Recently I came across an article with a list of the origins behind common sayings, which sparked my interest in such things. I went and did some further research and came up with a number of such sayings that I thought I would share. This list is (of course) in no way comprehensive, and I’ve only included sayings that would have been known before Jane Austen’s time. Thus, I give you, common sayings that might even have been known to our favorite early 19th century author!
Ever wonder why poor people are called “piss poor?” The saying originates from the practice of using urine to tan animal skins. (Gross, I know!) Families who did this to survive would pee in a pot and sell the full pot to the tannery. I don’t even want to think about how the tannery smelled! Of course, if you were so poor you could not even afford to buy a pot, then you “didn’t have a pot to piss in.”
In keeping with personal hygiene, in the middle ages, people used to bathe once a year. I don’t know about you, but I can’t imagine how I’d smell if I went a year without bathing! Their baths consisted of a big tub filled with water that everyone used. The man of the house got to bathe first, then the other sons and men, then the women and the children. By the time the babies were bathed, the water was pretty disgusting, and a small child could actually be lost in it. Thus, the saying “Don’t throw the baby out with the bath water!” Don’t laugh–though I’m too young to have experienced this, my older brothers and sisters sometimes speak of living in a small house with only a few rooms, and having baths like this once a week. The tub, or so I’m told, was collapsible, and my mother would heat the bathwater on the stove, after which dad would bathe, then mom, then the children. As far as I know, I never lost a sibling when they threw out the bathwater!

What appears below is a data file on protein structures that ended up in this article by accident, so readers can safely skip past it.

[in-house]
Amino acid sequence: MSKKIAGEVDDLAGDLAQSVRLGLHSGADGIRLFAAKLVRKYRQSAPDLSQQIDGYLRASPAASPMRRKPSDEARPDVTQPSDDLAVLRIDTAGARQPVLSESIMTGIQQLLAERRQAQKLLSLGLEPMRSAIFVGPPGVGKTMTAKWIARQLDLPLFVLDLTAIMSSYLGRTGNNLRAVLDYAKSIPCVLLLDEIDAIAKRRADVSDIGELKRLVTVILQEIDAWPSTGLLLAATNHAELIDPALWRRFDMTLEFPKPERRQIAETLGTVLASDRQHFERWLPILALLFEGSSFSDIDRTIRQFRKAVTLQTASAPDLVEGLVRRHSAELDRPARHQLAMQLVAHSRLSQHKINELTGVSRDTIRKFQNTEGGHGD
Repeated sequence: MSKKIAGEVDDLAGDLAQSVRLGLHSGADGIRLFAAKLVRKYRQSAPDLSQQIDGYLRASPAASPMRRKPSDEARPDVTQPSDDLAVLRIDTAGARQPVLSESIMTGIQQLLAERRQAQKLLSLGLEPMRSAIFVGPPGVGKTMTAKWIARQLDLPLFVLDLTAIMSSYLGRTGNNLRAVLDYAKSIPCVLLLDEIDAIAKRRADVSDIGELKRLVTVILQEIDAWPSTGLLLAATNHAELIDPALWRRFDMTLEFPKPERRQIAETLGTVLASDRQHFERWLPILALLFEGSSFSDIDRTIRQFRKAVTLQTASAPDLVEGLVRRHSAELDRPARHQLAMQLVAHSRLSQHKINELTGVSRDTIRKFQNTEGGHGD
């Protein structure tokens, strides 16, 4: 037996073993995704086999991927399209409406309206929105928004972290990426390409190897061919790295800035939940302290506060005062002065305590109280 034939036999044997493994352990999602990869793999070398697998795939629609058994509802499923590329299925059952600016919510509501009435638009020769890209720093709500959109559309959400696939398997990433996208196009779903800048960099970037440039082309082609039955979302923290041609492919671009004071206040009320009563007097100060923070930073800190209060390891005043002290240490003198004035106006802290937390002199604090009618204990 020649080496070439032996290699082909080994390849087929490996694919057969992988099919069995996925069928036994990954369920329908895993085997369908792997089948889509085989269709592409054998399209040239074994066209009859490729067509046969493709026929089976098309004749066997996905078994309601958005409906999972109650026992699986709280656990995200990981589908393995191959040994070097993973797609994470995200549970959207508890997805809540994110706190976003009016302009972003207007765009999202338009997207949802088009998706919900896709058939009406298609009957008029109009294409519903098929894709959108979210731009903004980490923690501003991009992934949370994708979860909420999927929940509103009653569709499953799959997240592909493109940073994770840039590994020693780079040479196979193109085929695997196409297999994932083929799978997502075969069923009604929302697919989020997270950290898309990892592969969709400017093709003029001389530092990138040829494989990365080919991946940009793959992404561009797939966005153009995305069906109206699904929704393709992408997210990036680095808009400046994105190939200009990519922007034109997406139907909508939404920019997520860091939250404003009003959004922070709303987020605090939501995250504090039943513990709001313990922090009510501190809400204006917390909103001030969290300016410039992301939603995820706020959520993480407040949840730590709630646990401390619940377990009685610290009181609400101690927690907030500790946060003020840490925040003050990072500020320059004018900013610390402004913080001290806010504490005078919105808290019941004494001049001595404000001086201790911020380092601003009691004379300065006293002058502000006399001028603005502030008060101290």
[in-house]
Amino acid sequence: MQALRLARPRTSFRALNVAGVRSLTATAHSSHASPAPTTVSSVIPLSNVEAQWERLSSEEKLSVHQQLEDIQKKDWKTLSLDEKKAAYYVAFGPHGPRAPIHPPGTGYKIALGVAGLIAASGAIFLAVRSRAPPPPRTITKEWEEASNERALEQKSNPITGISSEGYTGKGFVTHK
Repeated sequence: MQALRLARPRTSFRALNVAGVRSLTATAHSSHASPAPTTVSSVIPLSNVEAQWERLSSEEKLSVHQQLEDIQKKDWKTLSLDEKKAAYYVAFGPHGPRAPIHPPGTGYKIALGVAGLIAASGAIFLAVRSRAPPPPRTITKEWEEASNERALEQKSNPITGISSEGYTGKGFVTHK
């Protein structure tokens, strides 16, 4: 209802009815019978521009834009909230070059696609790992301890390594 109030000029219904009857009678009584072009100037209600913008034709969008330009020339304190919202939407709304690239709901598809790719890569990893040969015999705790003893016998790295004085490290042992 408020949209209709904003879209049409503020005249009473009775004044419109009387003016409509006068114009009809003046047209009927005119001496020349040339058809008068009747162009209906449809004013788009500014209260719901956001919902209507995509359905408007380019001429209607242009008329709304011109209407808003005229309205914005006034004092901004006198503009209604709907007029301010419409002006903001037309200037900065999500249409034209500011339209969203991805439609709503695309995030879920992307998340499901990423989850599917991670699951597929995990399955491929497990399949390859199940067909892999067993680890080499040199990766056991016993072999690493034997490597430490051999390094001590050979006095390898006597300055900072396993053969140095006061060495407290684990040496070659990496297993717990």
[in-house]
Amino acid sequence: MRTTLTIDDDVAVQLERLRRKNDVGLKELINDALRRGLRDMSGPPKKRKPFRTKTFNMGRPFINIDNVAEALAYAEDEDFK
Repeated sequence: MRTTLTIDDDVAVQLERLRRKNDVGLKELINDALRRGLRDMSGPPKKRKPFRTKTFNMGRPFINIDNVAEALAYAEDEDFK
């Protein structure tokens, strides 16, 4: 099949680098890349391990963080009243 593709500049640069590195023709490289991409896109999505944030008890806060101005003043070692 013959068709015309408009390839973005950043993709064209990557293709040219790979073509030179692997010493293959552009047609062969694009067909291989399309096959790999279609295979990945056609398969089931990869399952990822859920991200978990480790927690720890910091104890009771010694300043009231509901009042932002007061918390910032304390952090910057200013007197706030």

There is some disagreement about the origin of the saying “cat got your tongue.” One possibility is the use of cat-o-nine-tails by the English Navy. When whipped, the pain was so severe that the victims were left speechless. (Or hollering.) Then again, it could be because of the practice of cutting the tongues out of blasphemers and liars and feeding them to cats. Eww! And a man who butchered an animal that did not belong to him had to be caught with that animal’s blood on his hands, or he could not be convicted. Thus, the saying “caught red-handed.”
Let’s turn to eating. In medieval England, it was customary for the man giving a feast to give the guests a piece of cold meat from the shoulder of the animal on which they were feasting when it was time for them to leave. Thus, the term “give the cold shoulder” was a form of politeness rather than the rudeness it is considered today. Also during the middle ages, lords of manors would hold feasts after they hunted, and they would take (and give their friends, presumably) the choicest cuts of meat. Those who were considered of lower consequence were given a pie filled with entrails and other nasty things no one really wants, referred to as “umbles.” They were eating “humble pie.” A loaf of bread was often distributed based on a person’s status. Workers got the under crust, which was often burnt, while the family got the middle. The top of the bread was reserved for guests, who received the “upper crust.”
The life of a peasant was not a lot of fun. Not only was the life expectancy rather low, but the common man was rather poor. Occasionally, they managed to get a little meat, usually pork, which was a big deal in most houses. When visitors came over, they would hang up their bacon to show off. It was a sign of prosperity that a man could, “bring home the bacon.” They would cut off a little to share with guests and would all sit around and “chew the fat.” And finally with respect to food (sort of), there was a 17th century puppet show called Punch and Judy where Punch apparently delighted in killing people. Sounds like the kind of programming I’d want my kids to watch! As this always made him really happy, anyone who was in a similar state of euphoria was “pleased as Punch.”